Let me offer an example to illustrate this critical finding.

For more than half a century, ethnic and racial differences in educational outcomes have been the subject of much debate (Coleman 1968 (paywalled); Jencks & Meredith 2011  (paywalled)). These educational disparities (like the test score gap) have largely been framed in Black-White terms, with many (falsely) interpreting these differences to mean that Black students are academically and intellectually inferior to students from other backgrounds. One question that is often of interest to parents, educators, and policymakers is whether there are differences in reading test scores between students who identify as Black versus those who identify as White. 

Imagine you are the lead educational analyst for a school district. Your boss, the Director of Research and Policy Analysis, wants to know whether there are differences in the third grade reading test scores of Black and White students in the district. You run the numbers and find that the average reading score for Black third graders in the district is 148.48, and for White students, it is 172.90. You produce the following (horizontal) bar graph and present it to your boss:

Bar graph showing average reading scores for Black (148.5) and White Students (172.9).

Your boss looks at the chart and offhandedly remarks, “Looks like Black third graders can’t read.” You pipe up and say, “That is not true.” Your boss turns to you and asks, “How do you know?” Being the amazing analyst you are, you also produced a jitter plot showing the distribution of reading scores for both Black and White students, where the full range of values (e.g., minimum, maximum, and mean) can be seen:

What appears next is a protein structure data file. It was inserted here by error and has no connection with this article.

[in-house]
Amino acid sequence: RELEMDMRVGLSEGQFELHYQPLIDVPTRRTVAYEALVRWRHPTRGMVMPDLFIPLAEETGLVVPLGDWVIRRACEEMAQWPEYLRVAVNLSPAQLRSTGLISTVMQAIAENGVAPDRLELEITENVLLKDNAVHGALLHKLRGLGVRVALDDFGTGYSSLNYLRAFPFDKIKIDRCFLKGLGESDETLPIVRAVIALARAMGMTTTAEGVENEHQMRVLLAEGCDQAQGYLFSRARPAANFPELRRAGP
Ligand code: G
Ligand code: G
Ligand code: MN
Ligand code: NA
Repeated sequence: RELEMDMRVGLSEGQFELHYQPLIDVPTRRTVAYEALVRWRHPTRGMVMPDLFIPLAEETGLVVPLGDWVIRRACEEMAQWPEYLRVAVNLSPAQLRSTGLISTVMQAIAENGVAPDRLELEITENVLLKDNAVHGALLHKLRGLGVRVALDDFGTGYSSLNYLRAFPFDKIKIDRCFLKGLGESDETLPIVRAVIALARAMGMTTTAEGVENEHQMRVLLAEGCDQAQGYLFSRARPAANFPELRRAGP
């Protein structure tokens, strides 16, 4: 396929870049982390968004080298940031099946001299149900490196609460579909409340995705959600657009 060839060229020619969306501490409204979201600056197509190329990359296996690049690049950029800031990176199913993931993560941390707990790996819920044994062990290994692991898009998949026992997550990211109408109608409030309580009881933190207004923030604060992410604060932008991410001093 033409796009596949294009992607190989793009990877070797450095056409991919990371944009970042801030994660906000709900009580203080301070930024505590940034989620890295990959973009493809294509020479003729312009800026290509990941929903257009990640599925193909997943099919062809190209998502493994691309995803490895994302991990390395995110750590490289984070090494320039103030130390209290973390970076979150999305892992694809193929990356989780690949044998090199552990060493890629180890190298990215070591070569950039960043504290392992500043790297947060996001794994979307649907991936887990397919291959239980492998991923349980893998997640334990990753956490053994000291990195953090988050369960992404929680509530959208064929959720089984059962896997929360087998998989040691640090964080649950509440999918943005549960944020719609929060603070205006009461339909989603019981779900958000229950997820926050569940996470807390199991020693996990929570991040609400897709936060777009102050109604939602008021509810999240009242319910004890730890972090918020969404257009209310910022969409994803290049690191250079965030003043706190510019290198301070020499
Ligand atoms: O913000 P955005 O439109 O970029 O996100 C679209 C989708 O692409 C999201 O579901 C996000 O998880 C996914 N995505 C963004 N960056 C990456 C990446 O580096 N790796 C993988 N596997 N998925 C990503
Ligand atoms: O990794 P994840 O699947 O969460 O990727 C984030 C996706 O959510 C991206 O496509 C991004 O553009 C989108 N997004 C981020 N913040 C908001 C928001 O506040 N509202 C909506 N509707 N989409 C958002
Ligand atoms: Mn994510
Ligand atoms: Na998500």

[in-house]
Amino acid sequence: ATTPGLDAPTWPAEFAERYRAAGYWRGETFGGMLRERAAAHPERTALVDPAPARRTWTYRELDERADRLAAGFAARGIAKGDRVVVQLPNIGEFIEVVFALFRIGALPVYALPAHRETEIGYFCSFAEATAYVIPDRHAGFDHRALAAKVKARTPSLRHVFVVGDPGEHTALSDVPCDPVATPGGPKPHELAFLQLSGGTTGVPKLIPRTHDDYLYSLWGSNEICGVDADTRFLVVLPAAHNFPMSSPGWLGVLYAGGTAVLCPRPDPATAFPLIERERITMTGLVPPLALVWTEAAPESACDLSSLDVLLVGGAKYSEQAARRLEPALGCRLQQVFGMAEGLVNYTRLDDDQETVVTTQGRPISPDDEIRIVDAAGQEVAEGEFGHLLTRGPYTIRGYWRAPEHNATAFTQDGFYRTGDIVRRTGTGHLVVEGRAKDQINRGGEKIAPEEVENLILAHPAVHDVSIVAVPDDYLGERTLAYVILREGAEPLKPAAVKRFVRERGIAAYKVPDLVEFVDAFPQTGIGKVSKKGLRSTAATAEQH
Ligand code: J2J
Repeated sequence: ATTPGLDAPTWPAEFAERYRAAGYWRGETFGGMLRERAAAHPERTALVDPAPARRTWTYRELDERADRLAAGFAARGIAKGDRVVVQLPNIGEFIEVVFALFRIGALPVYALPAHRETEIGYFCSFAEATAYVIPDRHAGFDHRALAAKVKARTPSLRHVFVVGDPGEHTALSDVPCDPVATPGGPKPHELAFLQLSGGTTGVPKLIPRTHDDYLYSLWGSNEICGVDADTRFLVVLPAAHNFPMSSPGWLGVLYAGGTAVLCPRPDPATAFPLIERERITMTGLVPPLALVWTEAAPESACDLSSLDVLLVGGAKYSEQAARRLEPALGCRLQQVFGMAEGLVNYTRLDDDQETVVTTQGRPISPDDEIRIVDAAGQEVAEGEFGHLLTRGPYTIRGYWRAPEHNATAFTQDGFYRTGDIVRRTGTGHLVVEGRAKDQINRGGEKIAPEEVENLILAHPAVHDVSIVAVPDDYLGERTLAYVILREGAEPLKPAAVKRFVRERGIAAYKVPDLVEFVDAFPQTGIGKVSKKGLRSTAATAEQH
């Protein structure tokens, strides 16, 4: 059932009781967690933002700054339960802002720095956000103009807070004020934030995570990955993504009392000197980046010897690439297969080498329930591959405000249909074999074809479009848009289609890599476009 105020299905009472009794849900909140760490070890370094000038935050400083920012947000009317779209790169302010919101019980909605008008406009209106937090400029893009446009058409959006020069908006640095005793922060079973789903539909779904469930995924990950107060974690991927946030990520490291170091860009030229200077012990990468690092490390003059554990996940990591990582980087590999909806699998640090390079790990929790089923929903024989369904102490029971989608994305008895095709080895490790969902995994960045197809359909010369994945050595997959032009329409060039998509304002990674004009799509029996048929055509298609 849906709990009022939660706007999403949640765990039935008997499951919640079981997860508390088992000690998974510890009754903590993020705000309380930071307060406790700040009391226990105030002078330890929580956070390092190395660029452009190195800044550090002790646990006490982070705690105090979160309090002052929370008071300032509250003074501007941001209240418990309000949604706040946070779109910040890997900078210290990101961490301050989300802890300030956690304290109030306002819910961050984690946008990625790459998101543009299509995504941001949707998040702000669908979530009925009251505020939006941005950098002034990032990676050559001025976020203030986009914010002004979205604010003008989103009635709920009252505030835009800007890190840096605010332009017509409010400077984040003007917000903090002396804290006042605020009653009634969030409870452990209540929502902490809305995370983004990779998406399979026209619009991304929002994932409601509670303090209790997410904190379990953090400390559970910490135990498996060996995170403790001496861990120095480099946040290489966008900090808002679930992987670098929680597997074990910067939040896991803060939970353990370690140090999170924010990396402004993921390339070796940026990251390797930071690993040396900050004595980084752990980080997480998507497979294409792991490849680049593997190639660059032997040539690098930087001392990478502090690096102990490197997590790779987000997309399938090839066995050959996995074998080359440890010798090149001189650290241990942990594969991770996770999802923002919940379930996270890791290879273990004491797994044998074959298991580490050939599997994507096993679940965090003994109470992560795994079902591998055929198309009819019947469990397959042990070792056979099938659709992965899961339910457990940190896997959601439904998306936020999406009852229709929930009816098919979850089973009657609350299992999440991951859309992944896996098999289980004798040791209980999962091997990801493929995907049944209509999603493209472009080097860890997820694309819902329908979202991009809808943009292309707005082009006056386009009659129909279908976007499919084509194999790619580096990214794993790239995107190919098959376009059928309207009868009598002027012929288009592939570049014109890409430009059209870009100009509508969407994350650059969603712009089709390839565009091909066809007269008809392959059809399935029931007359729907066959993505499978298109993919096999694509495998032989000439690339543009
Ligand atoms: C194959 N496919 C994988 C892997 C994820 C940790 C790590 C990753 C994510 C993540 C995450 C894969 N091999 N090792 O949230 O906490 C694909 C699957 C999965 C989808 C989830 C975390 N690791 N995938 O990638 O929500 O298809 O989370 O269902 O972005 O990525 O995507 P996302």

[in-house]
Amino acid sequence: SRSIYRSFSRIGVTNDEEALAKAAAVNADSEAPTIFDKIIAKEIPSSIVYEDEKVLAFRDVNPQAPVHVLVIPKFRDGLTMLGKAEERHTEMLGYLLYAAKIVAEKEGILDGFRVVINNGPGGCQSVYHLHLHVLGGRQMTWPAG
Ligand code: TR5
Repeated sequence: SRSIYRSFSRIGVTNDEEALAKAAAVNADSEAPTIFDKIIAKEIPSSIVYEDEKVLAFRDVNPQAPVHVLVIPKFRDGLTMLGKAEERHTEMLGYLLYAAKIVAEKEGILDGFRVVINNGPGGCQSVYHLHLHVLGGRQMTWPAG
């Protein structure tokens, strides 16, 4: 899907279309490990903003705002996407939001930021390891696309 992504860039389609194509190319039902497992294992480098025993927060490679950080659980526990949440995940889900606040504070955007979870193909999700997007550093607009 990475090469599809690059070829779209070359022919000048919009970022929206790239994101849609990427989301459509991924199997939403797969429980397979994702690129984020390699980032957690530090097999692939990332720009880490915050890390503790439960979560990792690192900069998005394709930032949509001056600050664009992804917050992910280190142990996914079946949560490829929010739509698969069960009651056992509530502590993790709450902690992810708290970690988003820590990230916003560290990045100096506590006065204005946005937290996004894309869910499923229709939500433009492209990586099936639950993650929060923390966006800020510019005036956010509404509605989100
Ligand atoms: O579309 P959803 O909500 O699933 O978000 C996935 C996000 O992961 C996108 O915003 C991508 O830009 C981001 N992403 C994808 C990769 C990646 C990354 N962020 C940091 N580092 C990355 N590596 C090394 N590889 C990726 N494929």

Image of a jitter plot showing the distribution of reading scores for both Black and White students. Each dot represents a data point. Average reading scores for either group are denoted with a vertical line.

Now, your boss sees the fuller picture and realizes that, yes, on average, Black third graders scored lower in reading than their White counterparts. However, some Black students scored higher and others lower. 

Bar charts conceal how spread out a dataset is and overstate the appearance of differences between groups. And while their simplicity and widespread familiarity make them easy to digest at a glance, bar charts can be an irresponsible choice for presenting quantitative data that are grouped into discrete categories, especially if there is considerable variability in the outcome being displayed. In other words, visualizations that reduce a dataset to a single number can have the unfortunate consequence of misleading audiences at best and reinforcing stereotypes and societal biases at worst.